Dmac (498ece)

  23. Bringing the free market and trade to China was supposed to open the gates for Democracy (and maybe it still will eventually) but China has shown that a well connected elite can take the Capitalism and skip the Democracy. Maybe as China’s middle class grows there will be more pressures to Democratize.

    Perhaps we can learn from China too. Maybe as the power and influence of our financial elites grows they will decide to do things the Chinese way. Maybe with more subtlety, via lobbyists, and congressional and presidential puppets (like the current Prez. puppet) but ending up at a similar place, just not so well off economically.

    EdWood (c2268a)

  24. Obama was robbed!

    Jeff (763943)

  25. Obama should have been there, and given a speech critical of the Chinese. But of course, he cannot, them holding the mortgage and all.

    Kevin M (298030)

  26. We can only hope that the new generation of young people in China who are now learning to think for themselves economically will also think for themselves politically and that they will find an ultimate solution to the issue of human rights.

    Heather (af7dc7)

  27. Despite the political rhetoric from the western world in recent years about China opening up and becoming more capitalist, democratic, etc. — it is important to remember that the Communist Party is still in very firm control over the country, and has no inclination whatsoever to give up that power any time soon. Also, unlike Soviet-era Communism, the Party in China has tried to rebrand itself as a party of status, connections, and to some extent, coolness. It is allowing entrepreneurs to succeed and become rich (nothing happens without the Party’s implicit “blessing”) in order to show the world “see — our system can produce millionaires and prosperity too!” Do not trust China’s political intentions or agenda on anything as long as the Communists run the country. They are charlatans and will happily help the rest of the world dig its own economic/political grave through “investments” in China. You are just feeding the beast that wants to kill you. I think the Nobel committee made a great choice this time, unlike the farce of last year.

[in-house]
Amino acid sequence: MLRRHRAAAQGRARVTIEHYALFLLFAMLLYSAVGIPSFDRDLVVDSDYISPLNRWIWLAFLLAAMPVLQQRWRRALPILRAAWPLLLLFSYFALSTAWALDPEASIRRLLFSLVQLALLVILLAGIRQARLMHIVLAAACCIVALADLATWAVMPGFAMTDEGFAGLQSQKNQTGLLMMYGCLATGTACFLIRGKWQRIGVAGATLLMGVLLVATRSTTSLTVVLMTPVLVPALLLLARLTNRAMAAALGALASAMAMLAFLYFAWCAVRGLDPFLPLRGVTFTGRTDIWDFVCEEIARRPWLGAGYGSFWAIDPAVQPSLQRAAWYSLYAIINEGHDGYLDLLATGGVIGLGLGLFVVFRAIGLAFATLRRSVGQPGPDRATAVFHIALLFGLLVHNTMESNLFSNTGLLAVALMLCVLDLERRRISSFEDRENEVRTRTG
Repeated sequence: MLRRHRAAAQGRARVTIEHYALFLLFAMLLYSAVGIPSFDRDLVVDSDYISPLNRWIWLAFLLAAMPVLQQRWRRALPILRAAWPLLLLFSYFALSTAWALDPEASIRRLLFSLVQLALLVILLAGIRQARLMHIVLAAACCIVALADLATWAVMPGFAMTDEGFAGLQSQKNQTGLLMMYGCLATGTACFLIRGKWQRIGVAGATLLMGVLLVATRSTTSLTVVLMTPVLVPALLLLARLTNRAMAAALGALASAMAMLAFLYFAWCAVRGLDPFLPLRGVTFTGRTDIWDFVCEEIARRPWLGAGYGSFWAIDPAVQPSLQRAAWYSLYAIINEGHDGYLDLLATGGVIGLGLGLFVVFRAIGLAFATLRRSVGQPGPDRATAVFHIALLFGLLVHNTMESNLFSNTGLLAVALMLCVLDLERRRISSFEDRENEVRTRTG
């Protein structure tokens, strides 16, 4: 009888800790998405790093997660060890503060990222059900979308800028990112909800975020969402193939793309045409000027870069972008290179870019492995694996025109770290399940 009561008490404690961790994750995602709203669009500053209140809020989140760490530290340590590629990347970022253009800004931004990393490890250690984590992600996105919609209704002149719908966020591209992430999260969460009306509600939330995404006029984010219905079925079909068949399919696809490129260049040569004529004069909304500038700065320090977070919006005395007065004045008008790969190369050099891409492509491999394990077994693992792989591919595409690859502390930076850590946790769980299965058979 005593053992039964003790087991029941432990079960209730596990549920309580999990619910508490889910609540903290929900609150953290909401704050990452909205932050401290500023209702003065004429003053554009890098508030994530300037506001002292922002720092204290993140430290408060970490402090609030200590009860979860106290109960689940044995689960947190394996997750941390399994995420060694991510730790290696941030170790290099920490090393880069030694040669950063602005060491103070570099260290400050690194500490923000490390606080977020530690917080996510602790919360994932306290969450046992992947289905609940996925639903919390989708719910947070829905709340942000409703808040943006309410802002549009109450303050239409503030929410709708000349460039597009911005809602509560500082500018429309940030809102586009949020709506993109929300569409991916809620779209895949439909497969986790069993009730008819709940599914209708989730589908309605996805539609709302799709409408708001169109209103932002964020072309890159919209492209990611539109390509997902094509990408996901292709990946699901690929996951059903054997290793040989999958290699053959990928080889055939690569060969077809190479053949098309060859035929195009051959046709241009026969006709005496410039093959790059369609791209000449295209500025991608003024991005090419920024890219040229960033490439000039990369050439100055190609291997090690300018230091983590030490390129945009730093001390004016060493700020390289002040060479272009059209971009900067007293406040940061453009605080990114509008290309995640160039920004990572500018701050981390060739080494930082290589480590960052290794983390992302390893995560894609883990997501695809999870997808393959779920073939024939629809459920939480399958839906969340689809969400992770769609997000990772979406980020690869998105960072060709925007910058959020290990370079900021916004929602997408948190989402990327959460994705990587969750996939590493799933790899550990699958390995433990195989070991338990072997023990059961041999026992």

Mark Turner (6f4da3)

  28. One year ago, I was humbled to receive the Nobel Peace Prize–an award that speaks to our highest aspirations, and that has been claimed by giants of history and courageous advocates who have sacrificed for freedom and justice. Mr. Liu Xiaobo is far more deserving of this award than I was.

    Our president presumes so much about himself. I am still trying to figure out exactly what made him deserving of this honor. Does he consider himself a giant of history, a courageous advocate who has sacrificed for freedom and justice, or both? His lack of self-awareness is never not surprising.